A Slice of Politics with Senator Blumenthal

The Commission on Campus Civic Engagement (CCCE) hosted their Pizza & Politics event at Sacred Heart University on Tuesday Feb. 21 in the East Theater at West Campus. It was the first installment of the Ramos-Rose Political Speaker Series organized by the CCCE, a nonpartisan club at SHU, and featured special guest Senator Richard Blumenthal.

Senator Blumenthal is currently serving in his third term as Democratic United States Senator representing the state of Connecticut. The discussion was structured in a question-and-answer format where he mainly addressed topics regarding contemporary domestic and foreign policy issues.

The event was hosted and moderated by Political Science Professor, Dr. Gary Rose, and Senior, Student Government President, and Spectrum Editor, Alejandro Ramos.

“I think it is important for students to see who represents them rather than just seeing a name on a website and not knowing who they are,” said Ramos. “Presence is key.”

Much of the conversation focused on the Ukraine War, which on Feb. 24 marked the one-year anniversary of Russia’s invasion into Ukraine. The discussion also covered China’s potential invasion into Taiwan and the United States’ position as a global superpower and what that means when it comes to assisting other nations struggling through conflict

“Everyone thinks that the war in Ukraine is such a polarizing issue, but it’s really a bipartisan issue here in America,” said Ramos. “We can’t allow democracy to fall in Ukraine or in Taiwan; we must do what we can to assist them because if we don’t, our democracy will also be at stake.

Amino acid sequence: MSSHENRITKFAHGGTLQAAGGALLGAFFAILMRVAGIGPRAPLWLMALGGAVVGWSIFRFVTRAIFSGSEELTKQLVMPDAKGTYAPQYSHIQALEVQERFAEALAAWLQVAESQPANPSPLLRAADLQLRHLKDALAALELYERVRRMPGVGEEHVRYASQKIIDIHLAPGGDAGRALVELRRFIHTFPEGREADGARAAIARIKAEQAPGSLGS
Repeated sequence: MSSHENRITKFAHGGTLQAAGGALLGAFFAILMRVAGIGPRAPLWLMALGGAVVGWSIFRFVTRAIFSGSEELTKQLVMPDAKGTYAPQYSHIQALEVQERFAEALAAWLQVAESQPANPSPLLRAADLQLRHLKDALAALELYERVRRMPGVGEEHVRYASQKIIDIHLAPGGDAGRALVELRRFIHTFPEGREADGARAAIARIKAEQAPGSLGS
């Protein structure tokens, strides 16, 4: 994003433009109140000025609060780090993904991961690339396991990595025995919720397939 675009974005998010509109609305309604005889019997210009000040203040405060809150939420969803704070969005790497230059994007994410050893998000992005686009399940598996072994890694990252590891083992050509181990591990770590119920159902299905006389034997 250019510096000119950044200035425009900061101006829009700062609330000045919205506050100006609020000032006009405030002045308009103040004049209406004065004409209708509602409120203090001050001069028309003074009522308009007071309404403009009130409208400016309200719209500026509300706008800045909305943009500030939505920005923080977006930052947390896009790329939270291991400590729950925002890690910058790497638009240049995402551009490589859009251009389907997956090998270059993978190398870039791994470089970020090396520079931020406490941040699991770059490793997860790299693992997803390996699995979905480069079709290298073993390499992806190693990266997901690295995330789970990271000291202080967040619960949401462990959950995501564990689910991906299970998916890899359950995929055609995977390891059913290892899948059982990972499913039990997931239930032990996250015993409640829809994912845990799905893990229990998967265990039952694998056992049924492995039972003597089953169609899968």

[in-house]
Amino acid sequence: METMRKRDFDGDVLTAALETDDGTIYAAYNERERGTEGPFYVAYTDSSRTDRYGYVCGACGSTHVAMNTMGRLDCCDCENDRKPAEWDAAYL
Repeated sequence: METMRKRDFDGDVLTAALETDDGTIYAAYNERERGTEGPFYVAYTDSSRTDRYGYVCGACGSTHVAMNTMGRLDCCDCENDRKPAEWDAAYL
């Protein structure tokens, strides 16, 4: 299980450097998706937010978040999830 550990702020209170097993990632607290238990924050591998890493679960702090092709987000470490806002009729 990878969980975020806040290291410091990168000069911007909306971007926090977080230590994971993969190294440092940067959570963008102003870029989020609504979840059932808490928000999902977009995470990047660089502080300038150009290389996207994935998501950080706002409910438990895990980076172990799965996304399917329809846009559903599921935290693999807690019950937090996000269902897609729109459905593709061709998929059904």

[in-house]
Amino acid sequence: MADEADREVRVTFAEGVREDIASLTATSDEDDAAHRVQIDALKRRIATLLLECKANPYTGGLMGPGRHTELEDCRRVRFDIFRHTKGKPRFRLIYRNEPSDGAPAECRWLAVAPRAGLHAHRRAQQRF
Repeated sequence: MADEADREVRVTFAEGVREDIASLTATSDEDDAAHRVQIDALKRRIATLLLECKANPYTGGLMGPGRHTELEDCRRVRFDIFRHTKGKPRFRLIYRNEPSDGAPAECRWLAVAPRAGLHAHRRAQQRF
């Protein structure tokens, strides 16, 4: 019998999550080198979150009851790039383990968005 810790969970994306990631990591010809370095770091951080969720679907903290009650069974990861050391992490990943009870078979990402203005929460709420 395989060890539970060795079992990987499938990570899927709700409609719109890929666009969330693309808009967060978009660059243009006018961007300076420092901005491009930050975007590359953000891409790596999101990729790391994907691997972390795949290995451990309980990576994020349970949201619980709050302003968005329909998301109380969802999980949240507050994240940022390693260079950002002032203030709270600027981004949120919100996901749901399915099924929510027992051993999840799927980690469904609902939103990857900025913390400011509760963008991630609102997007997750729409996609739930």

Senator Blumenthal, a member of the Senate Armed Services, has traveled to Ukraine three times in the past year to meet with President Zelenskyy. The day before his visit to SHU, Senator Blumenthal had just returned from Germany where he attended the Munich Security Conference (MSC), a forum about international security policy led by Blumenthal himself along with U.S. Senators Lindsey Graham (R-SC) and Sheldon Whitehouse (D-RI).

“We should provide Ukraine with whatever they need, for as long as it takes, and more quickly,” said Blumenthal. “I believe that the fight in Ukraine is not just about Ukraine, it’s also about the North Atlantic Treaty Organization (NATO) and our freedom because what Putin wants to do is divide and disrupt western democracy.”

Senator Blumenthal stated that the U.S. has no intention of sending troops to Ukraine and that President Zelenskyy does not want or need American aid on the ground right now.

“The people of Ukraine live under a reign of terror,” said Blumenthal. “We should be providing them with more air defense equipment and drones. If we give them the weapons they need, they can do the job themselves.”

Junior Molly Jacob was a spectator at the event.

“I really enjoyed the event and was able to take away a better understanding of Senator Blumenthal’s perspectives on different issues and the impact he has on our country,” said Jacob. “My favorite part was having the chance to speak with him one on one because it felt like we were getting to know him on a more personal level.”

Conn. Senator Chris Murphy, Governor Ned Lamont, and Congressman Jim Himes have all been invited to campus as potential guests for the Ramos-Rose Political Speaker Series.

“Although I think it’s beneficial to have these politicians as possible guests because they are representatives for the district that Sacred Heart represents, they are all Democrats,” said Ramos. “It is important to bring in members from the other side of the aisle to showcase other perspectives and have healthy conversations with those who may not necessarily have the same political views as you.”

Ramos hinted that one of the next speakers may be a Republican candidate running for President in 2024.

“I believe it is absolutely essential to bring political officials into speak to college students,” said Rose. “While we do promote public service at this university, I think it is still very important for students to not only hear about it, but to see and talk to individuals who live it.”

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